Following death of Kaczynski, great powers vie for influence in Poland

By Stefan Steinberg
19 April 2010

The volcanic ash cloud that has enveloped Europe and closed nearly all of the continent’s airports forced world leaders, including US President Barack Obama, French President Nicolas Sarkozy and German Chancellor Angela Merkel, to abandon plans to attend the funeral of Polish President Lech Kaczynski.

The deceased president was interred Sunday at Poland’s most esteemed burial site, situated in Krakow. Amongst those dignitaries who did take part in the funeral was Russian President Dmitri Medvedev.

International leaders sent their apologies and once again expressed their condolences over the death of Kaczynski, who was killed April 10 in a plane crash that also claimed the lives of his wife, other leading members of Kaczynski’s Law and Justice Party, and senior members of the Polish national legislature and military.

The funeral of Kaczynski and his wife on Sunday was preceded by a state commemoration in Warsaw on Saturday for all 96 victims of the crash. The main speaker at the Warsaw ceremony was Polish Prime Minister Donald Tusk, who paid tribute to the deceased president and called for the country to unite in a demonstrative display of nationalism.

There is an element of the grotesque in both the domestic and international efforts to sanctify the figure of the Polish president after his death. After the plane crash, world leaders rushed to pay tribute to the right-wing politician.

The US president immediately rang Prime Minister Tusk to express his condolences and the Russian prime minister hastened to declare his sorrow at Kaczynski’s death. The French president paid tribute to the way in which Kaczynski “always battled with conviction for the values that underlay his entry into politics: democracy, liberty and the fight against totalitarianism,” while German Chancellor Angela Merkel gushed over a man who had “devoted his life to the freedom of Poland and the freedom of Europe.”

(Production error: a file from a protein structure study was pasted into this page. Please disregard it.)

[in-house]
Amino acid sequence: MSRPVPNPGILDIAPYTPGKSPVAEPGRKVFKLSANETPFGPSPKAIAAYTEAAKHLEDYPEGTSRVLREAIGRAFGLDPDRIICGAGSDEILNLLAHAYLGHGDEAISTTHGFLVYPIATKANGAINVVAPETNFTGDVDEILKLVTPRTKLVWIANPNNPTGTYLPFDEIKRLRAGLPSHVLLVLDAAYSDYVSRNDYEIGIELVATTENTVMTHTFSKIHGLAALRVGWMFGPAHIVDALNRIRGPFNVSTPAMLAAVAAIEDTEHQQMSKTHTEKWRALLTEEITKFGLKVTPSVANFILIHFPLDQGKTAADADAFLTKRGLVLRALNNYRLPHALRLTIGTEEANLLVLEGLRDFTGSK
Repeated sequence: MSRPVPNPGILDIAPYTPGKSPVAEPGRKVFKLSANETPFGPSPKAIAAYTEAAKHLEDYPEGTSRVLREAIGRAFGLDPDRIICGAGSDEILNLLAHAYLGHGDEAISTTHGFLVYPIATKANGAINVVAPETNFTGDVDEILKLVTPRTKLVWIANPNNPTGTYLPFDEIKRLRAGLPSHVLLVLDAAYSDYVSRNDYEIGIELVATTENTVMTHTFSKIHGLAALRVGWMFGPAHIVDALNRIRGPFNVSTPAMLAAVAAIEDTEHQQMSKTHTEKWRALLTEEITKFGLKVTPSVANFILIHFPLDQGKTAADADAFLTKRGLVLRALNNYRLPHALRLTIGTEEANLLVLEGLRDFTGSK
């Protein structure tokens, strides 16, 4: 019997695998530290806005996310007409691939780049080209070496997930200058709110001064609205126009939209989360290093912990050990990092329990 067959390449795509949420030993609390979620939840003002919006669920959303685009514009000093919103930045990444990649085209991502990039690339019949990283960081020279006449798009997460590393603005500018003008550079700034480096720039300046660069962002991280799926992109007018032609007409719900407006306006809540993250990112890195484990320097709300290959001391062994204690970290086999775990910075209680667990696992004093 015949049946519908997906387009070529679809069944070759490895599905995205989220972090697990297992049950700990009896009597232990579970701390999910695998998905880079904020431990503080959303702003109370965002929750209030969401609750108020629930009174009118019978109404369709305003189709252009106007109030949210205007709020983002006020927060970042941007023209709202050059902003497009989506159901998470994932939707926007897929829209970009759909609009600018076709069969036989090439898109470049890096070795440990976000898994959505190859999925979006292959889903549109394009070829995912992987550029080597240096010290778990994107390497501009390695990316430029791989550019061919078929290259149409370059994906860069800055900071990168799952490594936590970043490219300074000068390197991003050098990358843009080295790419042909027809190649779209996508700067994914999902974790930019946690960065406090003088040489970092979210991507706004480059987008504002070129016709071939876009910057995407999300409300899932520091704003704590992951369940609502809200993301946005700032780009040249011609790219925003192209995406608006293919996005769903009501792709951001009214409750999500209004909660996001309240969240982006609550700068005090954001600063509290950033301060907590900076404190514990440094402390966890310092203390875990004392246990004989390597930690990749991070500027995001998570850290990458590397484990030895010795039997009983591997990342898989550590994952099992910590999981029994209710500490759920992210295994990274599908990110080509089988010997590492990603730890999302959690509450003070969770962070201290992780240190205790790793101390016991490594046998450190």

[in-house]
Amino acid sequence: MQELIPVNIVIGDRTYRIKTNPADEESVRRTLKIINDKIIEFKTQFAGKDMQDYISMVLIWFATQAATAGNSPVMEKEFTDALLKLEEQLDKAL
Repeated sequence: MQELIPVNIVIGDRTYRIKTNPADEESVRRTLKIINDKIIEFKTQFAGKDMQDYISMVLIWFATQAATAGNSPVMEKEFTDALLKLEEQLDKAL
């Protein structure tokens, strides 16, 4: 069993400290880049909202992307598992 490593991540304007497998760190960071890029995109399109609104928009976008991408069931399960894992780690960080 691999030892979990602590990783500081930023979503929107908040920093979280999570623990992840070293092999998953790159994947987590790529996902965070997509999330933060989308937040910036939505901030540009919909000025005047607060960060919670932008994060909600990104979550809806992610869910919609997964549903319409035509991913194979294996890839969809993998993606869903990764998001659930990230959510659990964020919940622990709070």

Similar comments were made by leading figures in the European Union and other world leaders.

Kaczynski was a rabid Polish nationalist who opposed abortion, favoured the reintroduction of the death penalty, and adopted a series of measures strengthening the repressive apparatus of the Polish state. He was a fanatical anti-communist and Russophobe, whose chauvinist outbursts were often a source of embarrassment to deputies in the European parliament.

Kaczynski adamantly supported the US wars in Iraq and Afghanistan and agreed to host US missile shield bases aimed at Russia. Opinion polls at the time of his death estimated his level of popular support at just 20 percent. He had been widely discounted for reelection in presidential elections planned for later this year. Even his funeral unleashed protests, as Poles demonstrated in opposition to his burial at the site traditionally reserved for national heroes.

This is the man who is being hailed by the Polish establishment and international politicians as a freedom fighter and tribune of democracy.

The calculations behind Prime Minister Tusk’s lavish tributes to his former political rival are not difficult to discern. It is well known that Tusk quarreled on many occasions with the president—particularly regarding the easing of tensions between Poland and Russia, which Kaczynski fiercely opposed. For his part, Tusk has made it clear that he is prepared to improve relations with Russia, and he has responded positively to a number of overtures made by the Russian leadership.

The Russian rapprochement with Poland commenced last year when Russian Prime Minister Putin paid a visit to Gdansk to commemorate the 70th anniversary of the German attack on Poland. Shortly before his visit, Putin wrote an article for the Polish daily Gazeta Wyborcza, in which he called the 1939 Stalin-Hitler pact that paved way for the German-Soviet invasion “immoral.”

Putin’s visit was followed by month-long negotiations for a new natural gas deal between Warsaw and Moscow. Russian overtures intensified when earlier this year Putin invited Tusk to join him in commemorating the 70th anniversary of the Katyn massacre. This was the first time such a ceremony had been held since the killing of 22,000 Polish officers, intellectuals and public officials in Katyn forest on the orders of Joseph Stalin.